The traditional emphasis given to Sugar Industry technology was replaced by an intense training in the areas of chemistry, physics, mathematics, and engineering principles that were common to all chemical operations at the industrial scale. Interest in studying Chemical Engineering grew dramatically. Enrollment between 1960 and 1975 grew 500%. This growth compelled the development of a more numerous and qualified faculty as well as the improvement of physical facilities.
The Chemical Engineering profession came to occupy a position of great prominence in the Puerto Rican community, turning it into a symbol of technical excellence and reliability. It was considered the backbone of the island’s industrial economy. Evidence of this is the fact that the local petroleum industry joined resources to bestow upon the Department a generous donation of $100,000 a year for five years for its growth and improvement. The effort of Dr. Rafael Muñoz Candelario was instrumental in this great achievement. This contribution would amount to more than $2.5 million today.
The continuous improvement and development of the Chemical Engineering Department and its undergraduate curriculum resulted in the accreditation of the program in October of 1970 by the Engineering Council for Professional Development. The Merck Sharp and Dohme lecture series started shortly after in 1972, and has been offered without interruption for the past 39 years.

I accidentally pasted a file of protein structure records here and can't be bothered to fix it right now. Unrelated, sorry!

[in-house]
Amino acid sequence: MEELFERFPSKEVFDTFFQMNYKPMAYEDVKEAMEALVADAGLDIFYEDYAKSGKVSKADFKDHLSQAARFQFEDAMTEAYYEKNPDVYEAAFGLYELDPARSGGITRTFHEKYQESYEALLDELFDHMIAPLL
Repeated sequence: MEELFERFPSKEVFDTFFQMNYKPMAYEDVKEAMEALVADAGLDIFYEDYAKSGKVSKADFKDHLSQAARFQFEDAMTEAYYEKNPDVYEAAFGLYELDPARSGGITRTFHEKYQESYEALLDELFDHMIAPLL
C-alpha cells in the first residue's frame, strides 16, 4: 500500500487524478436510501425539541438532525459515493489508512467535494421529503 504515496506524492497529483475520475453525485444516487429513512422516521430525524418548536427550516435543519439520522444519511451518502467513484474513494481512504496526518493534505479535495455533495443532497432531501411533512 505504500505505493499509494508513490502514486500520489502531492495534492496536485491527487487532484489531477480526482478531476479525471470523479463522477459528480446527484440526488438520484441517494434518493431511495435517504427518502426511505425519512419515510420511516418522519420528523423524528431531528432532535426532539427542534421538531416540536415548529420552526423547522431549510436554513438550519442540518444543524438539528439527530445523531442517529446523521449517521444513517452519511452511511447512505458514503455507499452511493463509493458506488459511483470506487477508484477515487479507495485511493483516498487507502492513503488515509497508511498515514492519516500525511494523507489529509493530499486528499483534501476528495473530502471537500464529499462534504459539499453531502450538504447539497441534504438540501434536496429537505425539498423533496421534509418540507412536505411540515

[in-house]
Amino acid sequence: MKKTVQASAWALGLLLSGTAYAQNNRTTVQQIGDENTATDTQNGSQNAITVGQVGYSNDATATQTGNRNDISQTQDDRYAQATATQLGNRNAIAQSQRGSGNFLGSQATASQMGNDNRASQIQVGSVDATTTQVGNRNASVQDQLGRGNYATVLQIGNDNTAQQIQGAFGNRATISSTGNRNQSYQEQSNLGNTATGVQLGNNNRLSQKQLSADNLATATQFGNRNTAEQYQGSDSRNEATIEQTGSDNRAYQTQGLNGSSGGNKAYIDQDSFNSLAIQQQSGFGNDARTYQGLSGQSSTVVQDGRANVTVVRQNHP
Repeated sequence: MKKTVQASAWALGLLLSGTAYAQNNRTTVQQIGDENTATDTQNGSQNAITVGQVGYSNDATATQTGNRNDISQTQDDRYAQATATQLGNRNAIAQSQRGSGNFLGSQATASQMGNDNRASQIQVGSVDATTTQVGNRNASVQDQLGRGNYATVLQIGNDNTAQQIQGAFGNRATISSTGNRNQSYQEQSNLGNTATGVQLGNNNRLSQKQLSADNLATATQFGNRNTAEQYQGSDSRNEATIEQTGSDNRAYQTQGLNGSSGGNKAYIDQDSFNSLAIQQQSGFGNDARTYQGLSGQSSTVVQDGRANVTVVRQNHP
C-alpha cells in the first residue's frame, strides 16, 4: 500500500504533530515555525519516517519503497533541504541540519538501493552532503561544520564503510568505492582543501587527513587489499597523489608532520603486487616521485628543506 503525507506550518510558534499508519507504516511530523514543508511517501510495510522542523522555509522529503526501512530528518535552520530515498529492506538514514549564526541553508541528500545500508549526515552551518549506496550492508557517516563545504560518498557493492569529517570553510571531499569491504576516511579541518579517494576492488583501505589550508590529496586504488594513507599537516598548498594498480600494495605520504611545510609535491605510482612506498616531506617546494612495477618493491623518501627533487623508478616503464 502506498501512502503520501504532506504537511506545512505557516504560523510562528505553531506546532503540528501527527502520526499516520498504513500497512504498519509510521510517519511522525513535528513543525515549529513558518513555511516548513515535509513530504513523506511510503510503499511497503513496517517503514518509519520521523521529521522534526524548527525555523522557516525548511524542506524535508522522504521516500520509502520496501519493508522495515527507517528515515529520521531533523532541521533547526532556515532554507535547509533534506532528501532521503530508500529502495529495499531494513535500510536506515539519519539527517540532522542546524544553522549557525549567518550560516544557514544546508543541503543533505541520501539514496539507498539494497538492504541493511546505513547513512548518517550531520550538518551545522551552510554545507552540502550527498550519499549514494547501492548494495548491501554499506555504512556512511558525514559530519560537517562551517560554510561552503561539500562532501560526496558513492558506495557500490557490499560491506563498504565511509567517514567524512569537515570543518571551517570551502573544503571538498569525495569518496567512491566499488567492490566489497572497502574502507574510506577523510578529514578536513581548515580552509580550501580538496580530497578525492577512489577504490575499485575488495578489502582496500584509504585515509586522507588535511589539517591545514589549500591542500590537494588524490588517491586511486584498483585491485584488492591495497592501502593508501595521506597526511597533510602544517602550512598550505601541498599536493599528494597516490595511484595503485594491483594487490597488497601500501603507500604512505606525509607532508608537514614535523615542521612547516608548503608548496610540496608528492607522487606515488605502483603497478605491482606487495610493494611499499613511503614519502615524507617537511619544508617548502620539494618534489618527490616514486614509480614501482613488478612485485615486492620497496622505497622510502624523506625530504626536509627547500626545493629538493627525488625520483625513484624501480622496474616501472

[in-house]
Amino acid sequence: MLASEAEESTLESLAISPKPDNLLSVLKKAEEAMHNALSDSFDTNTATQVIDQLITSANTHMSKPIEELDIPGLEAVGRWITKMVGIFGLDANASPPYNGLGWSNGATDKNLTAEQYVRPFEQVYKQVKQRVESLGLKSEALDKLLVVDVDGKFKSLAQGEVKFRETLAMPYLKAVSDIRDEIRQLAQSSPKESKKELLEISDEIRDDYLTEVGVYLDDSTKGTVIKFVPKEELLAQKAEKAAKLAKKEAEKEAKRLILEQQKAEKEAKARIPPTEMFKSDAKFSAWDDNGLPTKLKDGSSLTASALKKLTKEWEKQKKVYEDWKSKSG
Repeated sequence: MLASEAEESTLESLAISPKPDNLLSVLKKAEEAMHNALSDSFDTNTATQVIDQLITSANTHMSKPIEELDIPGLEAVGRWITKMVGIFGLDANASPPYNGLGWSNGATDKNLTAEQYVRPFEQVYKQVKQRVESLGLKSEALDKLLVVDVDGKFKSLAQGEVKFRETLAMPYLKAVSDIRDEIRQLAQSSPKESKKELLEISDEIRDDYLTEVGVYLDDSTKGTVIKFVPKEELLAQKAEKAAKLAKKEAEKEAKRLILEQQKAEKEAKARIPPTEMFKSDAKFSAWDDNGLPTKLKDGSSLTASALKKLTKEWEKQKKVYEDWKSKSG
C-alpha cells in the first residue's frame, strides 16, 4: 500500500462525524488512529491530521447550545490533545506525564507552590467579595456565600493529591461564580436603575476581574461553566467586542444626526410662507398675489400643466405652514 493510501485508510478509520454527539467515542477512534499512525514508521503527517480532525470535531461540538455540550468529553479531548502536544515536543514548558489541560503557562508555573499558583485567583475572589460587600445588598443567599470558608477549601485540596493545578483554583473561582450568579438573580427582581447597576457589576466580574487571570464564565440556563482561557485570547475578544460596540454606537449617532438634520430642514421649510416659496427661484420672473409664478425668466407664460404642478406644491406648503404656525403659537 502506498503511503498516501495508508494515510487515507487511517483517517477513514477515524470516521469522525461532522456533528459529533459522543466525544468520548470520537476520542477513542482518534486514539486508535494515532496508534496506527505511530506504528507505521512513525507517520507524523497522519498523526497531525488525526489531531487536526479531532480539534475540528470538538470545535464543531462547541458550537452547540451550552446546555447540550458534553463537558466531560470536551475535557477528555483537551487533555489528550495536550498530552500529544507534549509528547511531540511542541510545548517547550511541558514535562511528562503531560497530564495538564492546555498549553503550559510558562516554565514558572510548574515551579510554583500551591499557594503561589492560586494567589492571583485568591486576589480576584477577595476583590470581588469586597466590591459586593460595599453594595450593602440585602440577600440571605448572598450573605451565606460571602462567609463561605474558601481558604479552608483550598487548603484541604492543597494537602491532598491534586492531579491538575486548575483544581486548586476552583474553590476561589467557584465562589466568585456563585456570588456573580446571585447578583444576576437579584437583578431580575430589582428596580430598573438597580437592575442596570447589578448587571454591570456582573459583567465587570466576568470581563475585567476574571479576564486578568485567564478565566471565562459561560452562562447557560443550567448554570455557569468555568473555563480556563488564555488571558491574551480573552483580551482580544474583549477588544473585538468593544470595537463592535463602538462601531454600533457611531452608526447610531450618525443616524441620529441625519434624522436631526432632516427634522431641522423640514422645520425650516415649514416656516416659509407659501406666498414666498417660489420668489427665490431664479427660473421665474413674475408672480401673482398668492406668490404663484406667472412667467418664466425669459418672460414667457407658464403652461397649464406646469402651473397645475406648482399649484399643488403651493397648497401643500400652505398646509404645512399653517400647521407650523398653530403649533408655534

Due to the increase in complexity and diversity of the Puerto Rican chemical industry, a group of professors led by Dr. Rafael Muñoz Candelario and Dr. Raúl Chao, then Department Director of Chemical Engineering, began the groundwork for the establishment of a Graduate Program in Chemical Engineering. Their efforts succeeded when in May 19th, 1972, the Master’s in Science in Chemical Engineering and Master’s in Engineering were finally approved. The first student to obtain a Masters in Science in Chemical Engineering from this new Program graduated two years later.
At that time, the Department Office and classrooms were located in the Stefani building and the laboratories were located in the Luchetti building. These facilities were no longer sufficient to meet the needs of the rapidly expanding department, a growth caused by the rapid development of the petrochemical industry and the impact of the Chemical Engineering Profession over the Puerto Rican Economy. In 1979, the new Chemical Engineering Building in the Engineering Complex, better known locally as “Las Malangas” was completed. This project was completed thanks to the joint effort, collaboration, and generous economic contributions of the petrochemical industry and the Department of Chemical Engineering. Various expansions were made to these facilities in 1984, 1986, and 1998, driven by the establishment of solid Manufacturing and Pharmaceutical Industries in Puerto Rico, and the evolution of the Department’s Undergraduate and Graduate Programs.